-by Kara White
A couple of months ago I bought a new lipstick from Ulta Beauty. My interest in makeup was steadily growing at the time. I already wore foundation, eyeliner, mascara and concealer; I knew how to highlight and contour my face- and I thought that having great lipstick would be the next step to improving my “beat-face” skills. I inquired to my friends about good and affordable lipstick brands. All of them informed me that NYX Cosmetics had great lipstick and I could purchase them from Ulta. I researched colors for my complexion and learned that the popular colors to have in one’s makeup collection are: red, nude, pink, and some variation of a dark color.
I went to Ulta and spent over an hour picking out makeup and lipstick. One of the lip colors that I chose was, “Satin Ribbon,” a nude lip-gloss that had a matte finish. The employee who helped me told me it was a great long-lasting lippie and it also looked nice when I tested it on my hand, so I bought it.
When I got home I tried on all of the lipsticks that I bought. “Satin Ribbon,” which I was so excited about buying, looked terrible on me. Ulta had a return policy that allowed customers to return open cosmetics for up to 90 days. I told myself that I would exchange the color for something that complimented me better. However, weeks went buy and I returned to Ulta several times but I never exchanged the lipstick. There would be times I would leave home solely to go to Ulta, with the correct receipt, but I would still knowingly leave “Satin Ribbon” at home. Why would I do this? I knew the lipstick looked terrible on me and I would never wear it, but I continued to hold on to it.
About a month passed and I was preparing to hang out with some of my girlfriends. I had finished my makeup and I was looking for the perfect lipstick, so I tried on the nude lip again. Nothing had changed. It still looked horrible. Another month passed, this time I was in Las Vegas with my friends. I tried on the nude lip before going out and I looked like a clown. I put the lipstick away and I told myself that I wouldn’t waste any more time with the color.
Today I woke up this morning and applied very little makeup. Because I was preparing to go to Starbucks to do some lesson planning, I thought a simple lip would be best. I looked in my makeup (where I have at least 10 lipsticks at this point) and I tried on the “Satin Ribbon” again. I looked like a clown. I even tried to put my favorite lip-gloss over it and hoped that somehow the combination would make it better, but it only made me look like a shiny clown. I realized that no matter what gloss or lip liner I added, “Satin Ribbon” just was not for me. So why did I hold on to it for so long? It wasn’t expensive, but is that a valid reason to keep something I didn’t need? I had plenty of opportunities to exchange the color, give it away to a girlfriend, or simply throw it away, but I chose none of these options. I allowed it to stay in my makeup bag, take up space, and to fill me with false hope.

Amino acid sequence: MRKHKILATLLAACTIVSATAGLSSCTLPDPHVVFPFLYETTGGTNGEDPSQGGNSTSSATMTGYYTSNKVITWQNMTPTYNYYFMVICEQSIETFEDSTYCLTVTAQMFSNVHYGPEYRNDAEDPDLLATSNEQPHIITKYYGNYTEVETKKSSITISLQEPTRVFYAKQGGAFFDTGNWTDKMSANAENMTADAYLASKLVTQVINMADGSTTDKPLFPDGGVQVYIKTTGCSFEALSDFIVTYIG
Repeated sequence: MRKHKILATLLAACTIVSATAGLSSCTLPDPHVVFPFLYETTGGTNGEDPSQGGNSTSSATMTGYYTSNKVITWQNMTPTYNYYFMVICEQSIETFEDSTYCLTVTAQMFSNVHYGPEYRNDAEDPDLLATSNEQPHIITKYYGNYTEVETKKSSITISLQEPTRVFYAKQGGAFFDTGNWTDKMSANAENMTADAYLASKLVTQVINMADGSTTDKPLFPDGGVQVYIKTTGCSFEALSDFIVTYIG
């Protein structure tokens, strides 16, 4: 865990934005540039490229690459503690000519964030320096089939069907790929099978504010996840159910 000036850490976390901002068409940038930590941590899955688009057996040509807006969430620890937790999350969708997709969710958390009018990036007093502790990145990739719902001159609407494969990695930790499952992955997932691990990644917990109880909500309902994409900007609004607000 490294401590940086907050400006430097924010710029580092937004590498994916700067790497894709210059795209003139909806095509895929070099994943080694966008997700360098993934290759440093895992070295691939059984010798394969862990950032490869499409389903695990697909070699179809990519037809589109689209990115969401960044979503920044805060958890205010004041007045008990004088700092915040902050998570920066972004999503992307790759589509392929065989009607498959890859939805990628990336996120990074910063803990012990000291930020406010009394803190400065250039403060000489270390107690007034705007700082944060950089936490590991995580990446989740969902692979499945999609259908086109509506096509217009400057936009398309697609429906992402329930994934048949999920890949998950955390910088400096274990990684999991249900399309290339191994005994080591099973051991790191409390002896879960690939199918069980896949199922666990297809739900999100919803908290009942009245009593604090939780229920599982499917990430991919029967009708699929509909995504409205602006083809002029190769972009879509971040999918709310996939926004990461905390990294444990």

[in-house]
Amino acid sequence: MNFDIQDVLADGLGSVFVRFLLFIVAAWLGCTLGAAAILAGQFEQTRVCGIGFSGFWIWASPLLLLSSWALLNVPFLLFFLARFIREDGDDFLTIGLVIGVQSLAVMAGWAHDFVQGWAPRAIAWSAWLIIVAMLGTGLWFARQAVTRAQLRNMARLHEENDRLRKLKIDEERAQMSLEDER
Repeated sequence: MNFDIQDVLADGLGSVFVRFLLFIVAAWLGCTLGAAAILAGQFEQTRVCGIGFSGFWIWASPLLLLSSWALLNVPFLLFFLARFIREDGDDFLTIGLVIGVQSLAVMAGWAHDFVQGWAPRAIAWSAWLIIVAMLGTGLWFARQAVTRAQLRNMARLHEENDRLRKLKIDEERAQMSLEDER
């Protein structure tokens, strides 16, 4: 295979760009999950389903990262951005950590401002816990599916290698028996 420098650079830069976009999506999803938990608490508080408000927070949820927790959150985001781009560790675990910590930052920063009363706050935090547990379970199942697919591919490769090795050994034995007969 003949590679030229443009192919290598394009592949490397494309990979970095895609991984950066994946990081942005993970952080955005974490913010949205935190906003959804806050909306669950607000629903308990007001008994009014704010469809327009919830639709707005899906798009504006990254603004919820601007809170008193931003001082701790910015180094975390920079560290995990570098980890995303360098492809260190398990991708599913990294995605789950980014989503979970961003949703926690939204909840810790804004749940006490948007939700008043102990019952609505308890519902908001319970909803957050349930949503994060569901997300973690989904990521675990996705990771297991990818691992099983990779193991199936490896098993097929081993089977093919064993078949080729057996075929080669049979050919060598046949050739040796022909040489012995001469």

And as I began to wipe the lipstick off, I had an epiphany. “Satin Ribbon” was like a man. As single women we oftentimes spend so much energy and time looking for the right man. We ask friends, family members, and church members if they know any good, single men.
If someone shows you who they are, or if God reveals that a person is not for you in the beginning, then you need to believe them.
We meet someone and after one date we immediately know if they are not for us. However, because we have longed for a relationship for months, or maybe years we keep them around. We may not communicate with them daily, but whenever we want a little company we hit them with the “you up” text or “what you doing?” text. Knowing in reality we don't care what they may be doing, we just want to satisfy our flesh. And each time you hang out with that individual you know that they are not someone you would actually date, nor are they the person you want a genuine friendship with.
If someone shows you who they are, or if God reveals that a person is not for you in the beginning, then you need to believe them. Hanging onto people for comfort or to just say that you have someone is going to be more hurtful than helpful in the long run.
Some tests God allows us to endure so we can be stronger and learn to depend on him. But far too often we allow ourselves to go through trials because we ignored God’s voice in the beginning. We cannot wear two lipsticks at once, hoping that the second conceals the color of the first. Neither can we serve two masters. Choose for yourself what you will wear and whom you will serve.
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